“Now listen up here boys, you ain’t your wimpy, ‘Momma’s Little Boy’ no more! You enlisted for this job, and it’s up to you to stay the course! Stand up straight and tall, no complaining, no bending over, no carousing with the other plants or watching too much moon at night! Do your part to shade out the “weedy fluff” that sometimes follows you around. Yeah, I know your in that purty green uniform but forget it til your service is over! STAND UP, SALUTE THE SUN AND MAKE YORE MAMMA PROUD, YOU ARE A “BIG BOY” NOW, SO DON’T LET YORE BIG-WIG RUTGERS NEIGHBORS IN THE NEXT RAISED BED SQUADRON MAKE SISSYS OUT OF YOU! NOW GO TO WORK, HUT 1,2,3,4, YOU’RE NOT AT SEA, YOU’RE ON THE SHORE!Dismissed!”
    That works for me most of the time, take off some of those suckers, cage and put straw underneath those boys also helps!
    Thanks Tipper,
    Great Post!

  • Reply
    dolores
    June 9, 2014 at 10:12 am

    Chinese jump rope – I have to check that out. I learned Dutch and maybe it is the same thing. I used cages for my tomatoes and covered them with mesh. Something liked to munch on the flower parts. I would like to try Paps idea, but knowing me I would have more knots than successful upright plants. I don’t grow more than two plants, so I allow for the space. Epsom salt seems to be a good staple to have around the house as it seems to have so many uses.

  • Reply
    Ed Myers
    June 9, 2014 at 9:06 am

    I use a circular cage I inherited 15 years ago when I bought this house. In addition to Epson Salts (for the trace minerals not found in commercial fertilizers), I incorporate a little gypsum for calcium, which tends to be deficient in clay soils.
    As question for readers. I’ve noticed over the past few years that deer have started eating the tops of tomato and potato plants. Both are in the family of Deadly Nightshade and are supposed to be poisonous. Anyone have a remedy? Also, come early August, start spraying with copper sulfide or some other fungicide, or the late blight will kill all your plants overnight.

  • Reply
    Shirla
    June 9, 2014 at 8:59 am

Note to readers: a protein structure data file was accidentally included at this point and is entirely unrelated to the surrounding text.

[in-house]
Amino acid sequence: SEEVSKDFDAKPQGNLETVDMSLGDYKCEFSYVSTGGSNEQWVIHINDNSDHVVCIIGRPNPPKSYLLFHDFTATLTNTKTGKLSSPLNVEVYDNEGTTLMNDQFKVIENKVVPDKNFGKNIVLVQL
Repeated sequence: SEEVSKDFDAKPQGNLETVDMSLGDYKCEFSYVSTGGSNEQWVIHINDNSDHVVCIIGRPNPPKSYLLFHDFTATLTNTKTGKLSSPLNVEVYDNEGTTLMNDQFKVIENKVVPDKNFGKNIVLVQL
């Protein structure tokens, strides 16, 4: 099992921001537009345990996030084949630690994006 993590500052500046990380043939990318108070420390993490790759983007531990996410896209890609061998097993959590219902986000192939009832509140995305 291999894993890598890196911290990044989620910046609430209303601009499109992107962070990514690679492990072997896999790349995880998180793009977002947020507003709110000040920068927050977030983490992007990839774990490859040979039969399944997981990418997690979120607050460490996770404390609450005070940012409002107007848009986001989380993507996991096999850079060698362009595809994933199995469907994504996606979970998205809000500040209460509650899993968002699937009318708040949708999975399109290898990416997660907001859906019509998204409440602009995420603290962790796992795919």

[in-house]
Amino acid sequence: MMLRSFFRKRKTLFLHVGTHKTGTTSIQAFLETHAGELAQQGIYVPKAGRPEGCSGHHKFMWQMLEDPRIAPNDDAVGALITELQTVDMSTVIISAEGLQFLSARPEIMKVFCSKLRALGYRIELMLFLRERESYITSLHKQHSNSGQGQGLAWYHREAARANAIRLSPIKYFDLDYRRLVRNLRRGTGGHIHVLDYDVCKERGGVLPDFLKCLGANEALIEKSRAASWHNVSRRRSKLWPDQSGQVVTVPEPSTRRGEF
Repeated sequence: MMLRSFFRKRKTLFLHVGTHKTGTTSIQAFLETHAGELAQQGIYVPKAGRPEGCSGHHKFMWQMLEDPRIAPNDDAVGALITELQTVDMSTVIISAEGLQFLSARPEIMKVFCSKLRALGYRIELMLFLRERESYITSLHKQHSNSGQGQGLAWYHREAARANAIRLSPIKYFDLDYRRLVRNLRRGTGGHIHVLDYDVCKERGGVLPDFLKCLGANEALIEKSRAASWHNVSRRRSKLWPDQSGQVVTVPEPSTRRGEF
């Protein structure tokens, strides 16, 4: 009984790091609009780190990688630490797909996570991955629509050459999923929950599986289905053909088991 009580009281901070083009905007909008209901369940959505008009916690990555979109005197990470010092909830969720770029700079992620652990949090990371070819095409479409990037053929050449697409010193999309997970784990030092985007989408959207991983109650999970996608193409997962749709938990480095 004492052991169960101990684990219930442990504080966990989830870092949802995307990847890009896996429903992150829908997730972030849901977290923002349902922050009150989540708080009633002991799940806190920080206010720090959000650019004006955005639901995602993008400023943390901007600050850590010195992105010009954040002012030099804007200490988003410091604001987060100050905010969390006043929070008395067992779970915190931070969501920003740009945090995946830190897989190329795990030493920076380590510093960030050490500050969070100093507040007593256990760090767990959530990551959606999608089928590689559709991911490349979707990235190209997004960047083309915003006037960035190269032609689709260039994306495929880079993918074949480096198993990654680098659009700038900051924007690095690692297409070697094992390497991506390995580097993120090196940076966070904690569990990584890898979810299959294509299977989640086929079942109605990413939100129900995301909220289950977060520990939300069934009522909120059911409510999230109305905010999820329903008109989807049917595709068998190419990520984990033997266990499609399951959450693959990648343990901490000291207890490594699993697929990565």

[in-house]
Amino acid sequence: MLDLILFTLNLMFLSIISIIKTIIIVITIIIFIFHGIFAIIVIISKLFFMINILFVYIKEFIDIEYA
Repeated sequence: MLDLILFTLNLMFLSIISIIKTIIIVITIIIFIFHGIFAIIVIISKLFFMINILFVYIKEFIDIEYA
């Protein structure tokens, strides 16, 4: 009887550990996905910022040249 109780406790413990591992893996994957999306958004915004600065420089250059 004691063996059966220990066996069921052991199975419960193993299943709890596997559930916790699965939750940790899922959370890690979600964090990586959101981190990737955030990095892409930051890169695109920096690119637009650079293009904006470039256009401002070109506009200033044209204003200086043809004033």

I usually stake my tomatoes, sometimes using the same method Pap uses. They end up needing a rope rather than twine to hold them up as the tomatoes reach maturity. Those cages never stand upright the whole season unless you use the homemade kind.
    If we don’t get some rain soon, I won’t have to worry about supporting my plants.

  • Reply
    Kerry in GA
    June 9, 2014 at 8:59 am

    We use cages, some bought & some made out of scrap pieces of hog wire. My husband’s Granny used a method similar to Pap’s, except she used old pantyhose instead of twine. 🙂

  • Reply
    Jim Casada
    June 9, 2014 at 7:41 am

    Tipper–I’ve got some of Ken’s dandy invention holding my tomatoes, and I’ll add a variation on their use. I place the stake halfway between two plants. That way one stake serves two plants. I have eight-foot metal stakes, and they have plusses and minuses. On the plus side it gives the tomato a fair amount of skyward “reach” room. On the negative side, driving them in the ground requires a step ladder.
    Daddy had an ingenious way around this, although i think he came by it accidentally. He bolted two lengths of locust stake together side by side with about six inches of overlap. That resulted not only in a lengthy stake but in a handy contact point where they were joined when it came to driving them into the ground. My brother Don probably has a few remnants of those stakes (which represent something like 70 years of gardening) in Bryson City.
    I’m trying the Epsom salts approach this year for the first time. I used it and a deeply dug hole filled with compost for some plants and didn’t dig deep holes with others. That’s for comparative purposes, and time will tell. I’ve got 136 plants (I tend to overdo things a bit) and I’m also interested to see whether some varieties react to a “dose of salts” better than others.
    Jim Casada
    http://www.jimcasadaoutdoors.com

  • Reply
    Miss Cindy
    June 9, 2014 at 7:32 am

    Tipper, your making me anxious for some of those wonderful tomatoes you grow. But, here’s the truth. I don’t do grow, I don’t do plant, and I don’t do hoe.
    I do eat, I do cook, I do can, and I do freeze, so I can’t give you any information on tying up tomatoes. Sorry!
    I must add that those tomato hangers that Kenneth makes are the handiest things I’ve seen. I bought some of them to give to friends who do grow tomatoes……hoping they would give me tomatoes in return.